It was only after Senator Clinton had pulled out that the rally's organizers first contacted the Obama campaign and asked them to participate in the event. This was on Wednesday, September 17th, five days before the rally. The Obama campaign accepted the invitation and said that it would send Representative Robert Wexler, a prominent Jewish Member of Congress from Florida who sits on the House Committee on Foreign Affairs (he is chairman of its Sub-Committee on Europe) as its surrogate. The following day, the organizers decided that the rally had suddenly become too political and disinvited Governor Palin and all other "American political personalities."
Let's be perfectly clear. The organizers had initially invited Governor Palin without ever contacting, let alone inviting, anyone from the Obama campaign. When they finally issued a belated invitation to the Obama side, it was accepted, and a prominent Democratic Member of Congress was going to speak at the rally. The organizers then disinvited both Governor Palin and Representative Wexler. And whom does the GOP hold responsible for this fiasco? Barack Obama, of course.
Never mind that the Obama campaign was ready, willing and able to participate in the rally. Never mind that neither Senator Obama nor his campaign had had anything to do with the organizers' decisions to invite and then disinvite Governor Palin. Never mind that the McCain-Palin campaign had been perfectly content to have Governor Palin speak at the rally without anyone representing the Obama campaign. Lamenting the rally organizers' withdrawal of the Palin invitation, the McCain campaign charged that "Senator Obama's campaign had the opportunity to join us. Senator Obama chose politics rather than the national interest."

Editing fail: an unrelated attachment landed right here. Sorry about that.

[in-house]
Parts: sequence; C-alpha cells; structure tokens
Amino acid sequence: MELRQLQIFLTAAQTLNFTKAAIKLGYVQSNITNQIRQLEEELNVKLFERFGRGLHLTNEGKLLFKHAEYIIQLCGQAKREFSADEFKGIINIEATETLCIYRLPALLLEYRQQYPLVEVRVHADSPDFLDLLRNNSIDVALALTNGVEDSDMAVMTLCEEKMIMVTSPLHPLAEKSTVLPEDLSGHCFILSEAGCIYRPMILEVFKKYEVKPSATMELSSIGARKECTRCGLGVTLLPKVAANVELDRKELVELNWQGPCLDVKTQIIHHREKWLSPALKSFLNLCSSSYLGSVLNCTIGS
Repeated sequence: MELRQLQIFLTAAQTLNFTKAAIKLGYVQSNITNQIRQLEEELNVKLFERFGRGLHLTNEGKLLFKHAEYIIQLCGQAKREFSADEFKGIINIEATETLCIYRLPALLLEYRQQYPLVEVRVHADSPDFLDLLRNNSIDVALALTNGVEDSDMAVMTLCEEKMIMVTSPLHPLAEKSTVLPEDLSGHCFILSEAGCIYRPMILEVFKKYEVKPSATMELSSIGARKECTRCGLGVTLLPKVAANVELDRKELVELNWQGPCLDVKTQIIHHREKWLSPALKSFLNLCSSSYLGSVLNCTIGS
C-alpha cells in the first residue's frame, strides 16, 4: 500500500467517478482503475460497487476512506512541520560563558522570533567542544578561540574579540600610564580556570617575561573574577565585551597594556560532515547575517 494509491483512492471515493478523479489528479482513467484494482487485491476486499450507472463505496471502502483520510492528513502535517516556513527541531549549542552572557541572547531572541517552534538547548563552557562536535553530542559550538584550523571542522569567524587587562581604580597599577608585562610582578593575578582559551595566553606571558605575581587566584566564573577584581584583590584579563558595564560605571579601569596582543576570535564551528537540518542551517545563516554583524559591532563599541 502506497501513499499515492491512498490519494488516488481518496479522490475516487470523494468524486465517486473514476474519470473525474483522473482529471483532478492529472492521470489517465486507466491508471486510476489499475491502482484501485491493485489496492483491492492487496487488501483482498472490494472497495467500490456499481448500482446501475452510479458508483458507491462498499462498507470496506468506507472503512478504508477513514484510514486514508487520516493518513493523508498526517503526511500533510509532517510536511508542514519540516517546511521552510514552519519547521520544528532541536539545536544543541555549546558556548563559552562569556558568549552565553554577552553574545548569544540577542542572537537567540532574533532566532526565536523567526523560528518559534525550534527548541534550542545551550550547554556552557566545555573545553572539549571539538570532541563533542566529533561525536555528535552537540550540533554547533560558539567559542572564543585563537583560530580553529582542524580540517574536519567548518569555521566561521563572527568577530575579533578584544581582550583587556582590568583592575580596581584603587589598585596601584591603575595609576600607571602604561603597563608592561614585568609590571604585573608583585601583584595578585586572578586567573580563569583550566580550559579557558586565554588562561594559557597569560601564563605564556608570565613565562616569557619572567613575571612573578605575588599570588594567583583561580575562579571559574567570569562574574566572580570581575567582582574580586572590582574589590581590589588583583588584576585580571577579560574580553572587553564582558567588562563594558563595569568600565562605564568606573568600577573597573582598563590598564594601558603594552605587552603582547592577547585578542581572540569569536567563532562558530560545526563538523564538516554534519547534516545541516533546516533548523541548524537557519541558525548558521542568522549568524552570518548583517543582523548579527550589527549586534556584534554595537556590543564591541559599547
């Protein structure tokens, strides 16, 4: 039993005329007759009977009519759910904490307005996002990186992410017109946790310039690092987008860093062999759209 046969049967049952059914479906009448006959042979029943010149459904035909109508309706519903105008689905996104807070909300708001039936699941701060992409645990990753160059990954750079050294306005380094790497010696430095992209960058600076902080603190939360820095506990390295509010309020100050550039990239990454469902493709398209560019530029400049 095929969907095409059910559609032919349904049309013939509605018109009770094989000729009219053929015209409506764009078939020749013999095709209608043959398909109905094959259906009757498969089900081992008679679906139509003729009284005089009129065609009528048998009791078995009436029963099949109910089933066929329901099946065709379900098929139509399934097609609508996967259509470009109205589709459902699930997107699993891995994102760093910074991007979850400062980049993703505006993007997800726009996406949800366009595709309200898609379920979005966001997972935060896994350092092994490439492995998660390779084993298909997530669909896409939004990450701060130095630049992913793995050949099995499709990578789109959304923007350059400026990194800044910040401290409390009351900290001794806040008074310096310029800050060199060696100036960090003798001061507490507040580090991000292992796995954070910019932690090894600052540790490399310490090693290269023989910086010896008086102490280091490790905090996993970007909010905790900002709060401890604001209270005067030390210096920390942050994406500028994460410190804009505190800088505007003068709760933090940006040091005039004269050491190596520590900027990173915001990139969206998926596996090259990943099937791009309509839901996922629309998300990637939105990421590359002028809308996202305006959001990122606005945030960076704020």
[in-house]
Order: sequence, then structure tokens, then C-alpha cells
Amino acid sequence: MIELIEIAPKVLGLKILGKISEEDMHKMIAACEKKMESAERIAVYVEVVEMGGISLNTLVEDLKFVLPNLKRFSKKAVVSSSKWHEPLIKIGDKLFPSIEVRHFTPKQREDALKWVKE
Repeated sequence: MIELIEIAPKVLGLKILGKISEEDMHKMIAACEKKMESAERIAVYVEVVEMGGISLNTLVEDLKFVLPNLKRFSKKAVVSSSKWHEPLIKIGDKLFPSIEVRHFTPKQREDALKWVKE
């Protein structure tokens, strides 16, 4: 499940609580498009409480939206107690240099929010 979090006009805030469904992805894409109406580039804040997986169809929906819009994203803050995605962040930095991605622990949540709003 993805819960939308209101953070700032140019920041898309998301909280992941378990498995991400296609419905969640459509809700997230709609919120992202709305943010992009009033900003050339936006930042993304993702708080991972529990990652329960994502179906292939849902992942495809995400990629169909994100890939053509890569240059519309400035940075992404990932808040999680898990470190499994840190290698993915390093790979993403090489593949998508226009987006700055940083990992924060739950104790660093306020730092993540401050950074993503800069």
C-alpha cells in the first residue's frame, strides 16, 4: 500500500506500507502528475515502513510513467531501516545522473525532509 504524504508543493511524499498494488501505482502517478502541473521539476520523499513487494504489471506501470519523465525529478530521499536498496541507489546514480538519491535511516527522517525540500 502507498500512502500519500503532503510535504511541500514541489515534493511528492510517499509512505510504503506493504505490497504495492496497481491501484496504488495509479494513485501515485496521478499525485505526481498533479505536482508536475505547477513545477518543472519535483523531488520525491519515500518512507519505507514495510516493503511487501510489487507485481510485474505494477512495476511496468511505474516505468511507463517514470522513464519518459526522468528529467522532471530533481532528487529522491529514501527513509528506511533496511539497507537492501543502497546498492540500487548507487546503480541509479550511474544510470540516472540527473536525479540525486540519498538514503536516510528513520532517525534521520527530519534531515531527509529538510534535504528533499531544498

If John McCain and his GOP flacks thought they could get away with it, they would blame Barack Obama for the Great Depression, the 1876 massacre at Little Big Horn, the bubonic pandemic of the 1340s, and the Great Chicago Fire of 1871. And they would probably run ads alleging that Mrs. O'Leary, whose legendary cow is alleged to have started the Chicago fire, was an Obama public safety adviser.
Contrary to the McCain campaign's insinuation, Senator Obama and his campaign did absolutely nothing to politicize either the rally or the sensitive issue of how best to isolate and defuse the threat posed by the Iranian regime. In June, Senator Obama told the American Israel Public Affairs Committee, that he would "use all elements of American power to pressure Iran," and that "I will do everything in my power to prevent Iran from obtaining a nuclear weapon." "Allowing Iran, a radical theocracy that supports terrorism and openly threatens its neighbors, to acquire nuclear weapons is a risk we cannot take," he explained on another occasion. And his position on the U.S.-Israeli relationship is equally unambiguous: "Israel's security is sacrosanct," he told AIPAC. "It is nonnegotiable."
Senators Obama and McCain will have an opportunity to explain their respective positions on Iran and other foreign policy questions during next Friday's debate. We must not allow ourselves to be distracted by a clumsy attempt to exploit an international powder keg for partisan political purposes.
Menachem Rosensaft is a lawyer in New York City.